ROCKPORT — Music was a birthright for Freddy Cole. Though he was steeped in the sounds of the church — his father was a Baptist minister, his mother the choir director — he took to jazz right away when he started working his way around the family piano around age 5.
It didn’t hurt that luminaries of the jazz scene, from Billy Eckstine to Duke Ellington, were occasional dinner guests in the Coles’ Chicago home. Or that his brother Nat happened to be a star, an influential jazz pianist who, in Freddy’s teen years, was ranging into the pop world and well on his way toward becoming one of the best-loved vocalists of the era.
So there never seemed much doubt that Freddy Cole would earn his living on the bandstand. But it was very much unclear if he could escape the long shadow of his older brother, who died in 1965 after recording indelible hits like “Unforgettable” and “The Christmas Song.”
Cole, who turned 82 last month, released his first album under his name some 60 years ago. But he had a long slog on the way toward commercial success and artistic acceptance. He recorded only sporadically, his albums repeatedly separated by gaps of more than a decade. The live circuit kept him busy, but he struggled to establish his own musical identity.
“It was a long time but a good time,” he says, on the phone from the road before a soundcheck on his current quartet tour, which makes its way to Shalin Liu Performance Center on Friday. “I had my health and strength and I was in a position where I could always make a living playing piano, even if I played piano in some hotel joint or some barroom. So I never questioned that.”
By 1990, it had been a dozen years since Cole released an album. Comparisons to his brother were inescapable, but fair. His is a bit grittier than Nat’s satin-smooth voice, but definitely similar; he favors chestnuts from the Great American Songbook, peppered with newer pop selections placed in a jazz idiom; he works in the piano-led, small-group format popularized by his brother.
But he was fussy about avoiding songs associated with Nat, even though they’d have fit snugly in his repertoire. The title of an obscure late-’70s release could have been his anthem: “The Cole Nobody Knows.” In the meantime, his niece Natalie had become a star.
A Sunday sermon about self-determination woke him up, Cole says.
“My uncle used to have an expression: ‘If you don’t know where you’re going, any road will take you there.’ And I was on that road. I was having fun, playing and hanging out, but I wasn’t going nowhere,” he reflects.
He returned with an album named for a song he’d written many years before, “I’m Not My Brother, I’m Me.” It wasn’t a declaration of independence from Nat’s legacy, but an attempt to claim his own identity within it. Preceding Natalie’s hugely popular tribute, it even included a medley of songs his brother had favored, which Freddy finally welcomed into his live set.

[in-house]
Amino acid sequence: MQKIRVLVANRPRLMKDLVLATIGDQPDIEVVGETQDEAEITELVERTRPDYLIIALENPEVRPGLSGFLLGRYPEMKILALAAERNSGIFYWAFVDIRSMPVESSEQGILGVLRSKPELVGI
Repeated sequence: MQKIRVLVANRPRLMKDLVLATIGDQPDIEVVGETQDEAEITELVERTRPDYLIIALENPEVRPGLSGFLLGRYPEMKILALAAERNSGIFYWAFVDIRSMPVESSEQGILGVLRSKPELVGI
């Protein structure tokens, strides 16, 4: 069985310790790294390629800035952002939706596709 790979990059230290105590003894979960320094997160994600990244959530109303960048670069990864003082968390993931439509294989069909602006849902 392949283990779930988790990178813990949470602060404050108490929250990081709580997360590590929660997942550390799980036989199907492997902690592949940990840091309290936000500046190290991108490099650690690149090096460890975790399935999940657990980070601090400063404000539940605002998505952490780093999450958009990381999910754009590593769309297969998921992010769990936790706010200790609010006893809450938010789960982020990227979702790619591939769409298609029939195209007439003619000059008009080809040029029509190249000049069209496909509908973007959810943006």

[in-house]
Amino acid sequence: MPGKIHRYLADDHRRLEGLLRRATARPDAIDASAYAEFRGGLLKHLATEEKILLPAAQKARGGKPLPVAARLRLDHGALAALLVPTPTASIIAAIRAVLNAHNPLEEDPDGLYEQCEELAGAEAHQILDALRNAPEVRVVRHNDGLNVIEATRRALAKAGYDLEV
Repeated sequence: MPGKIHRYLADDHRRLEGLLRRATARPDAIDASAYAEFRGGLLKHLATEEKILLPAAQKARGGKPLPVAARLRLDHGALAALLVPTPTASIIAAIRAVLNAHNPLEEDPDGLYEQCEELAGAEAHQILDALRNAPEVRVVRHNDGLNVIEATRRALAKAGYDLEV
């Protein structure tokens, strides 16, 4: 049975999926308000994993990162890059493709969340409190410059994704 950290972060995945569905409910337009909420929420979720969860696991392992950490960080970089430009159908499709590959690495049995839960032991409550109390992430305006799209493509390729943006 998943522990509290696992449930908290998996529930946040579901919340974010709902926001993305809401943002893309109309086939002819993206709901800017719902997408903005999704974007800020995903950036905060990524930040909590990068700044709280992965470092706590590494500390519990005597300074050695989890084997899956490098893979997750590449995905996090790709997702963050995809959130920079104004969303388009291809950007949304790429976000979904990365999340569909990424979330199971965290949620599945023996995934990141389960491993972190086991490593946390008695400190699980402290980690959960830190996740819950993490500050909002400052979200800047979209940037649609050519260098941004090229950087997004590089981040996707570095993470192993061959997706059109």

“I found that it’s hard to do a show without playing something that Nat Cole or Billie Holiday or Billy Eckstine had played,” he says. “I’d say, where have I been all these years? The only person it was hurting was me.”
His newfound sense of purpose, and comfort with his brother’s looming influence, set him on a late-career renaissance that is still ongoing. Within a decade of his return to active recording (he’s released about an album a year since 1990), a critic in The New York Times was calling him “the most maturely expressive male jazz singer of his generation, if not the best alive.” A Grammy nomination for his 2010 tribute to Eckstine underlined his long-sought acceptance.
Primarily an interpreter of others’ songs, Cole places the composition in the forefront, eschewing vocal embellishments or mannerisms. His presentation is straightforward — smooth but not glib, casual but expressive.
“Freddy just glides through life. He’s got a lot of patience, warmth, a great sense of humor. The music is really inseparable from the person,” says Randy Napoleon, guitarist in Cole’s touring quartet. “One of the things that makes Freddy really great is his elegance and careful, judicious editing. He doesn’t play a lot of notes on piano, but the ones he plays really do make the band feel great. They’re melodic, it swings, and that’s it. He doesn’t feel you need a lot of extra, fancy stuff.”
Cole says he aims to get inside the mind of the songwriter, and communicate the original intent to his audience. “Why do you think Cole Porter or any composer wrote a melody? They want you to sing it [at least] some of the time,” he says with a laugh.
He knows there will never be an article written about him that doesn’t mention Nat, but at long last, he has no complaints. He prefers to put his straight-ahead style out front, and leave it there.
“I leave comparisons to the critics, or to whoever comes to see me. What I concentrate on is to be professional and to make sure it sounds good,” he says. “That’s my job.”Jeremy D. Goodwin can be reached at firstname.lastname@example.org. Follow him on Twitter @jeremydgoodwin.